I also want to talk you about exposure and profit where we’re going to be speaking this month. Oh my goodness, or yes, it’s not July is it. Beachpreneurs what is that all about it?

[00:28:57] Kelly: To explain beachpreneurs I have to start with some history. Before, I was a full-time solopreneur; I worked at my church as the office manager and the co-leader of the women’s ministry.

We planned women’s events and I always knew if you took a bunch of women out of their natural environment as wives, mothers, and just did something fun together, they would relax and let their walls down and really cool things would happen.

I’ve always really enjoyed creating a space and seeing what happens. Back in 2012-2013, I was bugging Nicole about doing something expensive and it’s funny that it wasn’t even that expensive.

That’s how my mindset has changed in the last few years. I wanted to do something to raise the water level, to give people an opportunity to invest a little more money in working with us and have it change how people looked at us as business coaches. Nicole finally agreed that while if we could do something at the beach, then I think I could be down with that and that’s where beachpreneurs was born.

She loved that idea and brainstormed and came up with that domain and nabbed it. Then 6 weeks later, we had our first retreat. We rented a big beach house on Pensacola beach and invited women to come and join us. We had 7 guests at that first retreat. Now every house is full.

We’re doing our fifth retreat this October and our first reunion retreat. People come and spend 3 nights with us in the beach house, we cook together, we tackle setting goals, crushing roadblocks, and making plans for the first 30 days after you get back home.

We do not pack the weekend. We leave a lot of open space, so you can go out and enjoy the beach and a lot of it is that magic of knowing that if you create a safe place, put a bunch of women together, take all the pressures off and something cool is going to happen. It always does. First of all you have to apply to come, and we have to want to spend a weekend with you and in order for you to come.

A rule that morphed a year or so ago, we have to believe that you add something to the weekend, so you have to have some experience some little nugget of knowledge or just something about you, we really feel like you’re going to add something to the group dynamic. That is what really creates something awesome.

These are already women who we like and have respect for. Alice, you have always seemed strong to me. I have never sensed insecurities in you. I’ve never sensed you holding back or playing small. You’ve always been willing to risk. Alice has big balls.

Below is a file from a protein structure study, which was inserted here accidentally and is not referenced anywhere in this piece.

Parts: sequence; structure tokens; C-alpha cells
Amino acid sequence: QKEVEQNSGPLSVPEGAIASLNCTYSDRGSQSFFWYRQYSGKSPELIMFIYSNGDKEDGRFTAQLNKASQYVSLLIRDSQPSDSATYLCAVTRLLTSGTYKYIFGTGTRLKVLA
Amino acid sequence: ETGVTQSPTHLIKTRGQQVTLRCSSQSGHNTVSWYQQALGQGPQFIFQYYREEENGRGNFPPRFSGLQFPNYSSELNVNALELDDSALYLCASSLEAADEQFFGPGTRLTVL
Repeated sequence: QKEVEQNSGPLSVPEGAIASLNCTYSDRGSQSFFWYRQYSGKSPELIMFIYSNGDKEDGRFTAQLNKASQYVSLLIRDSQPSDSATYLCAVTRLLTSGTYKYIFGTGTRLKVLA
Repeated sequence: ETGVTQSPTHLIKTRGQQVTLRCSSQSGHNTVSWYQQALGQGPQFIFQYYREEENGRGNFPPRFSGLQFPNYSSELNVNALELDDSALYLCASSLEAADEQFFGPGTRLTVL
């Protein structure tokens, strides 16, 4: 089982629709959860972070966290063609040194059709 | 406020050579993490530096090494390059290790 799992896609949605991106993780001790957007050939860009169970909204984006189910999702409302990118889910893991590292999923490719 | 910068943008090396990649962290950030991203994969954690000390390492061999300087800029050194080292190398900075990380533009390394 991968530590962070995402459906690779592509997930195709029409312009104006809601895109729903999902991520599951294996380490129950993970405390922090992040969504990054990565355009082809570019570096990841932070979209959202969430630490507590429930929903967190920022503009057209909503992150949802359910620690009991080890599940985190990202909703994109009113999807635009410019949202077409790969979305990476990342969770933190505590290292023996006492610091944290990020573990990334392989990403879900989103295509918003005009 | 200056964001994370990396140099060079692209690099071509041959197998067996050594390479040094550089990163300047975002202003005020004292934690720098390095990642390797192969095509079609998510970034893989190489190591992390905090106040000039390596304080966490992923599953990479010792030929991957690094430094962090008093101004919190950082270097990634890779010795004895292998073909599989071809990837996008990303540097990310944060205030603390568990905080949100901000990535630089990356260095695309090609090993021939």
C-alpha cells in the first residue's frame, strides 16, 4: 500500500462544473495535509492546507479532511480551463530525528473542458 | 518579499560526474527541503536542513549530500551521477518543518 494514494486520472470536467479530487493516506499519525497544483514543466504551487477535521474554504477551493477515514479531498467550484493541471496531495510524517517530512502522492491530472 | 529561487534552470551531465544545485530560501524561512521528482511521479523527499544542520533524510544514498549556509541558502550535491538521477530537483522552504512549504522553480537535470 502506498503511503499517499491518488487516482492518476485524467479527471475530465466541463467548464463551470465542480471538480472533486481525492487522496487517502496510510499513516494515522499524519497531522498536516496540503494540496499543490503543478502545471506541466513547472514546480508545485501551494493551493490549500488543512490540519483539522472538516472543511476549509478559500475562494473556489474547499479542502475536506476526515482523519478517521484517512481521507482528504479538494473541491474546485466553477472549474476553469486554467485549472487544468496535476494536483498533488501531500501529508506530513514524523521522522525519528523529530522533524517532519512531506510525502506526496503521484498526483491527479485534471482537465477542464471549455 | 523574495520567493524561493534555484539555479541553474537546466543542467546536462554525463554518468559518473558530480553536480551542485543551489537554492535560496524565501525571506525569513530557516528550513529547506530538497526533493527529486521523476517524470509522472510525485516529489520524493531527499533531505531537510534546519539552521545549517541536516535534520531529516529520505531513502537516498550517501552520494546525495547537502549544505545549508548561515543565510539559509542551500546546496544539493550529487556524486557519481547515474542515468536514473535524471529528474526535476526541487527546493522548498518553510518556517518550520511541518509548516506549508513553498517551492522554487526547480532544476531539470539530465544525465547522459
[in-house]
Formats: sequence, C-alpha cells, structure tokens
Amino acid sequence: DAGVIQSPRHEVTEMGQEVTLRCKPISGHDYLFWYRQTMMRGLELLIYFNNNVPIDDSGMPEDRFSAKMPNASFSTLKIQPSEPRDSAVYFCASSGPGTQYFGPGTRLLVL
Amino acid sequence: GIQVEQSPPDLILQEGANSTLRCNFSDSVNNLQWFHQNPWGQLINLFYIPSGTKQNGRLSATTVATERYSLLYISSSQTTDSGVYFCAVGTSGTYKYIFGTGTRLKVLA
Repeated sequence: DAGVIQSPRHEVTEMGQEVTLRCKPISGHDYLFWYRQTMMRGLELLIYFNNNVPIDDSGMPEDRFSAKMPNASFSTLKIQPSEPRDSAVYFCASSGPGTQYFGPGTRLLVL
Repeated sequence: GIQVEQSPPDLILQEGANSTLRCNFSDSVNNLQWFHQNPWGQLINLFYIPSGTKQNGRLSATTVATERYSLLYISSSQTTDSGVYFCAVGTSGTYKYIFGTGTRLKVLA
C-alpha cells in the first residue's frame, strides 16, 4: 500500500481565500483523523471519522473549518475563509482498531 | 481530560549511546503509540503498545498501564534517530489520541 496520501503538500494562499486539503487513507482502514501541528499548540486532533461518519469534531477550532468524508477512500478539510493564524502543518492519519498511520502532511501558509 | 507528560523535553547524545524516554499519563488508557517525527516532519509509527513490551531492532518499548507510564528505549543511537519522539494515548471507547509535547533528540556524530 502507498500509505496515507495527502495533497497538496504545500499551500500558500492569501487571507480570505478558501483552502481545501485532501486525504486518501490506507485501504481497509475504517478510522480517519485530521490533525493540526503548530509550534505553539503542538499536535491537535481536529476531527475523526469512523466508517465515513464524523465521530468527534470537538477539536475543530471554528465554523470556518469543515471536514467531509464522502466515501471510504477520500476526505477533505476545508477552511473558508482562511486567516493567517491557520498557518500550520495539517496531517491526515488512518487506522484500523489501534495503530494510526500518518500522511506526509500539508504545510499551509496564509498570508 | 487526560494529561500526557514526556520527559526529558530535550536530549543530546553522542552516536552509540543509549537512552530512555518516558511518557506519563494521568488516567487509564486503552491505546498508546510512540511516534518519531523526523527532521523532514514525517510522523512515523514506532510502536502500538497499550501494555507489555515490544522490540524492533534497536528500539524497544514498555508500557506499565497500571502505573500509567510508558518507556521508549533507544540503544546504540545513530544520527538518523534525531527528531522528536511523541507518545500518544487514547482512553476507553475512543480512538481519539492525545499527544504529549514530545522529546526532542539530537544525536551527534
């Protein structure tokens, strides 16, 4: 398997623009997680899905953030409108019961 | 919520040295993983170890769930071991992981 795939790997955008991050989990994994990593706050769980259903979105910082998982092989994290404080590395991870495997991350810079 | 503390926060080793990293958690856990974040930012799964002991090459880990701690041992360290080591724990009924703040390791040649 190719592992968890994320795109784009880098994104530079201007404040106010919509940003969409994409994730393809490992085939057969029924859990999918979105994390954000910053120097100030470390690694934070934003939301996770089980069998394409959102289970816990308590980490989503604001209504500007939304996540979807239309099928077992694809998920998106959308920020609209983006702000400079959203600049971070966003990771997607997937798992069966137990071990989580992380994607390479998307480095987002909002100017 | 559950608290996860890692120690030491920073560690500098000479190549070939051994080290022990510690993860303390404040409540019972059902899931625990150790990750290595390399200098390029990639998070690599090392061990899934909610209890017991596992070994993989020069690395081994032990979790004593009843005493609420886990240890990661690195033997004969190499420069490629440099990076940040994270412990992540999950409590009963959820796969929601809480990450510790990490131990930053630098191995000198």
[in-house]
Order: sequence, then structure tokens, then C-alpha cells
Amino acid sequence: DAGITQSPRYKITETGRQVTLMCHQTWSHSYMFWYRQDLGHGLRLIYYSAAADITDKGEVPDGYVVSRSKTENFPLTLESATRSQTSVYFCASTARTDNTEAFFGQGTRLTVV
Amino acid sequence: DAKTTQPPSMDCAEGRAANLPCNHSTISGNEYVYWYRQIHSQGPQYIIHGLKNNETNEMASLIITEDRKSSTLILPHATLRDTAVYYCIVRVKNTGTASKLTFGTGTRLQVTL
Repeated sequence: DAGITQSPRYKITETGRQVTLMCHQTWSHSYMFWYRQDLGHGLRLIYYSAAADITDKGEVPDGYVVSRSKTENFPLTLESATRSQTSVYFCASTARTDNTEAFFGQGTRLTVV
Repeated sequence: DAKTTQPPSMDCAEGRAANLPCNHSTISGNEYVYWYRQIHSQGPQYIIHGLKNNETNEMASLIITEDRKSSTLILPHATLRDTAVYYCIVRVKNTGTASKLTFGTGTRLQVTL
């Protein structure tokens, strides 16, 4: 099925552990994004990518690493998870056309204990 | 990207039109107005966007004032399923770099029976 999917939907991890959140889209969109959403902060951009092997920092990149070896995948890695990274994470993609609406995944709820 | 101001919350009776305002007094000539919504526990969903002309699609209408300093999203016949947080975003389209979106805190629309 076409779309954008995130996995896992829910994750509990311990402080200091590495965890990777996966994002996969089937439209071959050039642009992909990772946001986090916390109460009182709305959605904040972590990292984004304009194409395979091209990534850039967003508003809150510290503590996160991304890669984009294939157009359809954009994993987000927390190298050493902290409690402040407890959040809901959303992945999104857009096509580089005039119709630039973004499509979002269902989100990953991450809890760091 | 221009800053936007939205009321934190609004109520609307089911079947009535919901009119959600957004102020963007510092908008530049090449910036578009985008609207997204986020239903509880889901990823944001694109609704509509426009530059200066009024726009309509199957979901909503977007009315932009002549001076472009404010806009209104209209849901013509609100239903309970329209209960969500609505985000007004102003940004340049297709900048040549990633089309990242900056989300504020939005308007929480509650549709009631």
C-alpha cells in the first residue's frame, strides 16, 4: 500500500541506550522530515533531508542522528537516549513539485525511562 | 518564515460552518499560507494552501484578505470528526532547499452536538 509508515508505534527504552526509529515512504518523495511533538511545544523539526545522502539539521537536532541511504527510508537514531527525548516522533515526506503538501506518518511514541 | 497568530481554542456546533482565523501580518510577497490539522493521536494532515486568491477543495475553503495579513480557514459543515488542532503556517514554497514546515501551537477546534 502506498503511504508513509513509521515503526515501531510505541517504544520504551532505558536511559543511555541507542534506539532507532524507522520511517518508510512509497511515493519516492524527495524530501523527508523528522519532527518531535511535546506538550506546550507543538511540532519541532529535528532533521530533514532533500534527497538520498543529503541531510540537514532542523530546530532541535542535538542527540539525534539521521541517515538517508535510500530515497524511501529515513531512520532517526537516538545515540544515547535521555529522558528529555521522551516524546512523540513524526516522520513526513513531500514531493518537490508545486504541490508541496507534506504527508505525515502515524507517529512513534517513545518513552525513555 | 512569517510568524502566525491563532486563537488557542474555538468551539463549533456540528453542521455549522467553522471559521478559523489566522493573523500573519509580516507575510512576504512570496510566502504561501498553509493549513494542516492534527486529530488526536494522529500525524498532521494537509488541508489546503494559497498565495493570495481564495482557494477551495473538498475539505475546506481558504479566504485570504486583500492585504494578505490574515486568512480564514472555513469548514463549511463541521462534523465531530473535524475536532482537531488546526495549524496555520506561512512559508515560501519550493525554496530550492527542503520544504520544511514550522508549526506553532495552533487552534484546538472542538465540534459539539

A lot of women, even really successful women have some insecurities and things that hold them back and keep them playing small, whether it’s some lie they believe or who knows. Magic happens when you come together in a safe environment and when other women who you like and respect look you in the eye and say I would buy that. I would hire that. I would do that. That sounds awesome. That affirmation, I just see women leave that house just with “Roar!”? “Unintelligible” go home and do amazing things. That’s what I love about it. You create space, and magic happened, nothing that Nicole and I do necessarily.

[00:34:01] Alice: Oh C’mon. I’m sure you have a lot to do with it, but I know what you mean.  To not also have it so overwhelming, “Unintelligible” It’s customized to that person, so that whatever conversation happened — happened around what they need and they are probably not going home overwhelmed because they focused on what they needed. That’s very cool. You know you’d be wrong about me not having any securities, as you know; I will be doing something on July 22nd that still terrifies me.

The Reds? “Unintelligible” public speaking, this is not so bad, and I’ve come a long way, but I always do it. I’ll say okay I’ll do it, but I don’t want to do it, but I will do it. I will be speaking at Exposure and Profit and that will be on a stage and every time I start to think about it, I get a little nervous. But I’m excited to be there and when you asked me, I said yes, because I love you Kelly, but also because you create an environment where people are comfortable, even in a bigger event that’s not a little beach house, it’s going to be a bigger seminar room with people staring at me.